Magazine article Real Estate Issues

CREs & Non-Profits: Counseling Denominational & Educational Entities in Today's Changing Real Estate Environment

Magazine article Real Estate Issues

CREs & Non-Profits: Counseling Denominational & Educational Entities in Today's Changing Real Estate Environment

Article excerpt

Non-Profits in American Life

Drawing from its historical English constitutional roots, the United States has always pursued a public policy of favoring non-profit organizations in order to serve the public good. The Internal Revenue Code in Chapter 501-C(3) provides Federal tax exemption to a large number of such organizations considered to be adhering to "eleemosynary purposes." Traditionally, in its broadest sense, the word eleemosynary has been defined to include organizations engaging in activities devoted to the general spiritual, cultural, and charitable betterment of the population as a whole.

Throughout the spectrum of traditional mainstream churches in the U.S., there has been a notable decline in attendance in the past few years. Inevitably, revenues have plummeted also. At some point, the need for them to address real property questions becomes paramount. Many times their property has been long held and is extremely valuable. Without proper real estate counseling advice, wrong decisions risk being made at a time when the struggling church group desperately needs every cent it can obtain in order to carry on its mission and goals.

In the past, denominational religious groups of all persuasions reached out far and wide to provide for the schools, colleges, and hospitals which served so many. Gradually these services have been assumed by governmental entities and for-profit service provider competitors. Ever since the start of the G.I. Bill after W.W.II, there has been a major shift toward public funded higher education. Recently, this trend has adversely impacted some private colleges and universities. As tuitions rose, enrollment at some such colleges and universities has slipped, especially at institutions not of the highest quality. A similar situation of deterioration has occurred in the past few years with a number of non-profit hospitals that have been caught in the backlash of the health care revolution.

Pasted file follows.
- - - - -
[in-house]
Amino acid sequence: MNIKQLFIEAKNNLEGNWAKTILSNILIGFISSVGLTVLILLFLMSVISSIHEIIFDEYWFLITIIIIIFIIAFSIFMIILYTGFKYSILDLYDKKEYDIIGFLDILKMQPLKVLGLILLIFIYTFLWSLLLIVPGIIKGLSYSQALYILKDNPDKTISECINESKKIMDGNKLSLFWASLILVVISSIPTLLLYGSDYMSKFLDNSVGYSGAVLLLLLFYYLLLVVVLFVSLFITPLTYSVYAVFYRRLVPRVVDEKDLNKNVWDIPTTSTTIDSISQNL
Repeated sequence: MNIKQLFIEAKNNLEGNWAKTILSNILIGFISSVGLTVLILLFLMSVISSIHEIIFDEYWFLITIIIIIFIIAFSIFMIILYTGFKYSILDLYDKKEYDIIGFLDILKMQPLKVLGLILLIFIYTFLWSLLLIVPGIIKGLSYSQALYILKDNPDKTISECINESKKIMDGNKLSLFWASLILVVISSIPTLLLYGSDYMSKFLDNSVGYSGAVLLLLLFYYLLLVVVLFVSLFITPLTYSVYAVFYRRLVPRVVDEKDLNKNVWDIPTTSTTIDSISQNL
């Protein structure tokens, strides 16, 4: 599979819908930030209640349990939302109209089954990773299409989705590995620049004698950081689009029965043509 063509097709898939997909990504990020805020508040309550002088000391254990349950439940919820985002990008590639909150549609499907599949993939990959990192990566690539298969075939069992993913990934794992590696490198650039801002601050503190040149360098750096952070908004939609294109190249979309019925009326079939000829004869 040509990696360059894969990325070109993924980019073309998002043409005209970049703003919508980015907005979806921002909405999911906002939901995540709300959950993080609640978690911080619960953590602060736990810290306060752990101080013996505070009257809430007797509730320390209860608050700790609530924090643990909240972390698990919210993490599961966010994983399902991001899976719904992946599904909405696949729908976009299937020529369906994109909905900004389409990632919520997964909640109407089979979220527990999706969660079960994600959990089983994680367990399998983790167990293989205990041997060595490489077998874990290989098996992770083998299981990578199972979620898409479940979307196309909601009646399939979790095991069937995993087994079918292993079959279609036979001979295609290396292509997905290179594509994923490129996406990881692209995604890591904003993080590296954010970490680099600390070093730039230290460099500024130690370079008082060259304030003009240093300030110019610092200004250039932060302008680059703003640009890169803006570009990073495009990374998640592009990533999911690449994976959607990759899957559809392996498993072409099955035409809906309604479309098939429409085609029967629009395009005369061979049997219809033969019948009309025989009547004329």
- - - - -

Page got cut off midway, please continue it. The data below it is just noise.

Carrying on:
The key tactic for assisting these groups is to recycle disposable realty either by sale, adaptive re-use, or creative joint venture entrepreneurial projects. However, carrying out this suggestion is often not as easy as it may seem. It is imperative that the nonprofit organization in question and its advisors are able to conceptualize the various complications that may arise during any real estate transaction, especially those to which non-profit organizations are particularly susceptible to encounter.

With regard to denominational institutions, problems of ownership almost inevitably occur when joint-ventures under any guise are undertaken with profit making companies. Who within the church has the authority to sign as owner of the property? Similarly, who makes decisions for the church? The lack of a chief decision maker or the need to defer to the opinions of people within or without the organization, and who lack knowledge of real estate, can make it difficult to do business with such non-profit organizations.

To illustrate the point, recently, an ugly public dispute on property ownership took place between the University of St. Louis, its Trustees, and president on one side and the Roman Catholic Archdiocese of St. Louis and the Vatican on the other side.

The medical school of the University of St. Louis was losing enormous amounts of money. In order to continue it as a viable entity, the decision was made to sell the hospital attached to it. The buyer was to be Tenet Health Care Corporation, the second largest health system in the Untied States. The Archdiocese and the Vatican said that this hospital could not be sold without their permission because everything at the University of St. Louis was connected directly to the Catholic Church. The University of St. Louis replied that when the Board of Trustees of the University took on non-clerical members in 1967 and incorporated separately, (thus separating the university from its Jesuit Community), the University became a totally lay organization. …

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